void **NSSetZoneName**(NSZone *zone, NSString *name)

Sets the name of zone; can aid in debugging, according to Apple.

void *NSZoneCalloc(NSZone *zone, unsigned int numElems, unsigned int byteSize)

Allocates memory for an array of numElems elements, each of size byteSize, from zone. This memory is initialized with zeroes. If something prevented memory allocation, this function will return NULL.

void **NSZoneFree**(NSZone *zone, void *pointer)

Returns memory to the zone from which it was allocated; the C function free does the same, but needs to determine the zone of the pointer first. Not necessary to call this directly for objects; NSObject will automatically free the memory used when an object is deallocated.

NSZone ***NSZoneFromPointer**(void *pointer)

Returns the zone currently housing a chunk of memory. For an object, use NSObject’s zone method instead.

void ***NSZoneMalloc**(NSZone *zone, unsigned int size)

Allocates a chunk of memory from zone. Probably not necessary to call this directly; instead use NSObject’s allocWithZone: method to make room for an object. If something prevented memory allocation, this function will return NULL.

NSString ***NSZoneName**(NSZone *zone)

Returns the name of zone, or nil if no name has been associated with the zone.

void *NSZoneRealloc(NSZone *zone, void *ptr, unsigned int size)

Changes the size of a previously allocated chunk of memory belonging to zone. If the memory cannot simply be extended to the new size, new memory may be allocated, in which case up to size bytes are copied verbatim to the new location. If ptr is NULL, the function acts like NSZoneMalloc. If something prevented memory allocation, this function will return NULL.

BOOL **NSShouldRetainWithZone**(id <NSObject> anObject,
                        NSZone *requestedZone)

Returns YES if anObject should be retained for use in requestedZone, NO if a copy should be made with copyWithZone: or similar.

- (NSZone *)**zone**;

Returns the zone of the receiving object.

+ (id)**alloc**;

Allocates an instance of the receiving class in the defaultZone.

+ (id)**allocWithZone:**(NSZone *)zone;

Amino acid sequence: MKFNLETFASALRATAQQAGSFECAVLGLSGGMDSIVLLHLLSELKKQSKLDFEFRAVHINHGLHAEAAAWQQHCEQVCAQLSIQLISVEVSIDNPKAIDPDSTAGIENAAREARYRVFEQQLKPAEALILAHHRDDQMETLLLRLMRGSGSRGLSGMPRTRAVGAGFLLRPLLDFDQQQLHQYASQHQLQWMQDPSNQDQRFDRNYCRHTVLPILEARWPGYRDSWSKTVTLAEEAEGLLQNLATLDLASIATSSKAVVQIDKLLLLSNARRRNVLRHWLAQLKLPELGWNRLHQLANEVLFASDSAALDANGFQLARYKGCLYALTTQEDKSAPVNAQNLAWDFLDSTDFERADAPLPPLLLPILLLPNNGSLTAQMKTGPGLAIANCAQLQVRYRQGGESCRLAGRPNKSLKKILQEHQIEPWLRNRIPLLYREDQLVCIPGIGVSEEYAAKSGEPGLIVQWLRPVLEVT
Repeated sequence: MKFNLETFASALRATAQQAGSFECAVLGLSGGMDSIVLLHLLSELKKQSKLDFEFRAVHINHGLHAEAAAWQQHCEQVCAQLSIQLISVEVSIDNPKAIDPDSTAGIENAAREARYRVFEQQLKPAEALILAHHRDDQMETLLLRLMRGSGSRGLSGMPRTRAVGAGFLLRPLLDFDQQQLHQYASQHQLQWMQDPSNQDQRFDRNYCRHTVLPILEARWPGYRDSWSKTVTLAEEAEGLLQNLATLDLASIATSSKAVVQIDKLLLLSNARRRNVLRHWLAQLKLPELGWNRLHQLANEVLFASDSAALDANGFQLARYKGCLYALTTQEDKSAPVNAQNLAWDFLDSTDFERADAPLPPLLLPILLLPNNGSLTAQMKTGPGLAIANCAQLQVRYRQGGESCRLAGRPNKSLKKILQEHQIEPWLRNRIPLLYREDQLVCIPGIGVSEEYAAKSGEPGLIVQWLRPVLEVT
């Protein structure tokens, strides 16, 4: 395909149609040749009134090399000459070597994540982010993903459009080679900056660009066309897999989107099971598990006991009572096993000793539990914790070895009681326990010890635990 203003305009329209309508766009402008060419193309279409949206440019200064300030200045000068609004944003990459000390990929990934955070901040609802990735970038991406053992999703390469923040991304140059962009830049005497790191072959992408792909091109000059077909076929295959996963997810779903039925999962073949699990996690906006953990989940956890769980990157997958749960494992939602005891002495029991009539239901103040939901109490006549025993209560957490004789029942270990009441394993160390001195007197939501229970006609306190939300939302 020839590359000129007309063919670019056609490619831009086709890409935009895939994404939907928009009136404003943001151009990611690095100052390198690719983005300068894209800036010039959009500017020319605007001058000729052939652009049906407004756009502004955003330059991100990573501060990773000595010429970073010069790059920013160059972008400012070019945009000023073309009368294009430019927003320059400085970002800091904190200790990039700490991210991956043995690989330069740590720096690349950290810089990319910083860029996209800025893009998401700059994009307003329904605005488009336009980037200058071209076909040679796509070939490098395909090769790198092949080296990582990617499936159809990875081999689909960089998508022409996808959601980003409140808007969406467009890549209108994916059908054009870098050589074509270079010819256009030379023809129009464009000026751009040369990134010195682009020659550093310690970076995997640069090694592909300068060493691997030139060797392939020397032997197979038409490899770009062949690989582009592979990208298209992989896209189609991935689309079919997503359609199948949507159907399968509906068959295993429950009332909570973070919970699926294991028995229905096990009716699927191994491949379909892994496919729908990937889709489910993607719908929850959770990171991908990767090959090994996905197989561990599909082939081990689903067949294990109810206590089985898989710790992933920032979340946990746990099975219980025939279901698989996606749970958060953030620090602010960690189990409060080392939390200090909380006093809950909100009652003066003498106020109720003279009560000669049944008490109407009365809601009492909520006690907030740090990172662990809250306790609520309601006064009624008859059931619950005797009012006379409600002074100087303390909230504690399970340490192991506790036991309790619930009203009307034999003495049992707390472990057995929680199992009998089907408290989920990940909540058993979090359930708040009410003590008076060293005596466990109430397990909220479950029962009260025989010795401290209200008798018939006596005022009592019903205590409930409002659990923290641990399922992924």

Allocates an instance of the receiving class in zone. Properly coded objects will ensure any memory they allocate that will last their lifetime is allocated in the same zone.

- (id)**copy**;

Creates a duplicate of the receiver, stored in the defaultZone.

- (id)**copyWithZone:**(NSZone *)zone;

Creates a duplicate of the receiver, stored in zone.

—-part3 - Supporting zoning—-

Alas, supporting the wonders of zoning is not free. If your objects use other objects to support them, or if they allocate memory directly, you will have to consider how to fit zoning in.

Let us suppose we are writing a matrix object; each matrix keeps a hashing object and a large chunk of memory, and supports enumerators. Let us consider each in turn:

Clearly, the supporting object is an integral part of the matrix; it lasts for as long as the matrix does, but no longer. So we conclude, quite rightly, that this object needs to be in the same zone as the matrix. If you create hundreds of matrices in a special zone with freeing off, it would be quite irksome to find your optimizing rendered useless because each matrix was wasting time allocating a hashing object in the default zone.

If the supporting object is passed in as a parameter to a matrix initializer, we should check if we need to re-zone the object by calling NSShouldRetainWithZone; if it returns YES, we can simply retain the object and store a reference to it; if NO, we must call copyWithZone: and store that. This prevents lunacy.

As with the supporting object, we must create our chunk of memory in the same zone as the matrix. One of the zoned malloc/calloc above will do the trick nicely.

At first blush, it might seem enumerators should be in the same zone as the matrix; after all, they are very closely related. If the matrix were released along with its zone, the enumerator shouldn’t be far behind.